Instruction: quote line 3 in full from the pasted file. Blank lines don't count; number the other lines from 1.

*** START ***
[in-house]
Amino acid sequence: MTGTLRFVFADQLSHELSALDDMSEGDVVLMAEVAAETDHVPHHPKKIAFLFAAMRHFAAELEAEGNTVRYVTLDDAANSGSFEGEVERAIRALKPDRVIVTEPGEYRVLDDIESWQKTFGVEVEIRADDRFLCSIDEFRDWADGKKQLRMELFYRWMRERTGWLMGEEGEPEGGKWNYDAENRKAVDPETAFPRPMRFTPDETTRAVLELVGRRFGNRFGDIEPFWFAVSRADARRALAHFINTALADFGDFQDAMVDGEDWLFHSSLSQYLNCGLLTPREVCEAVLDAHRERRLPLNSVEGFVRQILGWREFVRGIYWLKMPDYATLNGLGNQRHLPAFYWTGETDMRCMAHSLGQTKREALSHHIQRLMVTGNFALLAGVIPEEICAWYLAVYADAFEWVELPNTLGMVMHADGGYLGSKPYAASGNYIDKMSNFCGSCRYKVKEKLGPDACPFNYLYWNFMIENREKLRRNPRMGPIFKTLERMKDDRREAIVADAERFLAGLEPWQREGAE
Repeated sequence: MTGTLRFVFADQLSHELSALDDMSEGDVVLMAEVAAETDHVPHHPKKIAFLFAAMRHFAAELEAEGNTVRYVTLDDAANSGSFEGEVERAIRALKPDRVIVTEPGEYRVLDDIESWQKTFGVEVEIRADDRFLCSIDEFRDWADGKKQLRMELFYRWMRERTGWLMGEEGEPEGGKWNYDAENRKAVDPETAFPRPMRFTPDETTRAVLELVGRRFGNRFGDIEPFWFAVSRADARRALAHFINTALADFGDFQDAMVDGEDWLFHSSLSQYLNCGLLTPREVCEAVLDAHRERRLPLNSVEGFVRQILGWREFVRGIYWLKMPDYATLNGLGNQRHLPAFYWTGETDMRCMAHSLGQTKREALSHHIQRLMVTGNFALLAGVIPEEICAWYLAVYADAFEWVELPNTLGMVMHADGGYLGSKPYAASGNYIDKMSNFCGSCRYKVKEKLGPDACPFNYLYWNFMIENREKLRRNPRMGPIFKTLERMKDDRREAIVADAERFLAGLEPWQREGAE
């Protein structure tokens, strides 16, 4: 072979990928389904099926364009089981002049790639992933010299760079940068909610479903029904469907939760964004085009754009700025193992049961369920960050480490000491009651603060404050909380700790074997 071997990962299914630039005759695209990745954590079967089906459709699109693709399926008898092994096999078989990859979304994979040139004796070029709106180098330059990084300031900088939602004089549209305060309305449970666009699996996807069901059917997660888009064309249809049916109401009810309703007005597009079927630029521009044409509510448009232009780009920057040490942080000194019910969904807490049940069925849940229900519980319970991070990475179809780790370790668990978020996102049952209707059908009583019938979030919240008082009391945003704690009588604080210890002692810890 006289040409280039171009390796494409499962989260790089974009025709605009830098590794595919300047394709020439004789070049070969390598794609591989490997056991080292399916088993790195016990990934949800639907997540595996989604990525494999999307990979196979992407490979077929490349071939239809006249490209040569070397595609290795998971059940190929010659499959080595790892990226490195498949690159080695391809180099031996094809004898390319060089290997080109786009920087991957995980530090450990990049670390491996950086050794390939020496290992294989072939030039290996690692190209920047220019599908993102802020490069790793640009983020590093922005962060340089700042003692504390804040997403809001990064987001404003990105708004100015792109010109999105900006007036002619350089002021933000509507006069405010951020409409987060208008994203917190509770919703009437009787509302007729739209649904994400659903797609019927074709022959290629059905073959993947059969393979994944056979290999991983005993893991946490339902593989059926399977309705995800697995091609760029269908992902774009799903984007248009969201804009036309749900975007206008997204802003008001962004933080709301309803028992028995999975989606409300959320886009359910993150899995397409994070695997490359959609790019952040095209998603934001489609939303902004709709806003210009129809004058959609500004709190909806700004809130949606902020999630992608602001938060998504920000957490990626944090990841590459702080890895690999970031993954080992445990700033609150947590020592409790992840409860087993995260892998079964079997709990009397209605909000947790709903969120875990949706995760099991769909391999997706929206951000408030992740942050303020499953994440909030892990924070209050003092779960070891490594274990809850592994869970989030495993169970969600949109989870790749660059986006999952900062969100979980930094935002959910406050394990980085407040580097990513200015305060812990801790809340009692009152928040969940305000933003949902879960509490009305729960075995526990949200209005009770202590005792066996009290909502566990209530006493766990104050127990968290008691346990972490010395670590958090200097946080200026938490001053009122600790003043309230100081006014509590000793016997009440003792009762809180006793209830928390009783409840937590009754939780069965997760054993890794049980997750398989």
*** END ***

Repeated sequence: MTGTLRFVFADQLSHELSALDDMSEGDVVLMAEVAAETDHVPHHPKKIAFLFAAMRHFAAELEAEGNTVRYVTLDDAANSGSFEGEVERAIRALKPDRVIVTEPGEYRVLDDIESWQKTFGVEVEIRADDRFLCSIDEFRDWADGKKQLRMELFYRWMRERTGWLMGEEGEPEGGKWNYDAENRKAVDPETAFPRPMRFTPDETTRAVLELVGRRFGNRFGDIEPFWFAVSRADARRALAHFINTALADFGDFQDAMVDGEDWLFHSSLSQYLNCGLLTPREVCEAVLDAHRERRLPLNSVEGFVRQILGWREFVRGIYWLKMPDYATLNGLGNQRHLPAFYWTGETDMRCMAHSLGQTKREALSHHIQRLMVTGNFALLAGVIPEEICAWYLAVYADAFEWVELPNTLGMVMHADGGYLGSKPYAASGNYIDKMSNFCGSCRYKVKEKLGPDACPFNYLYWNFMIENREKLRRNPRMGPIFKTLERMKDDRREAIVADAERFLAGLEPWQREGAE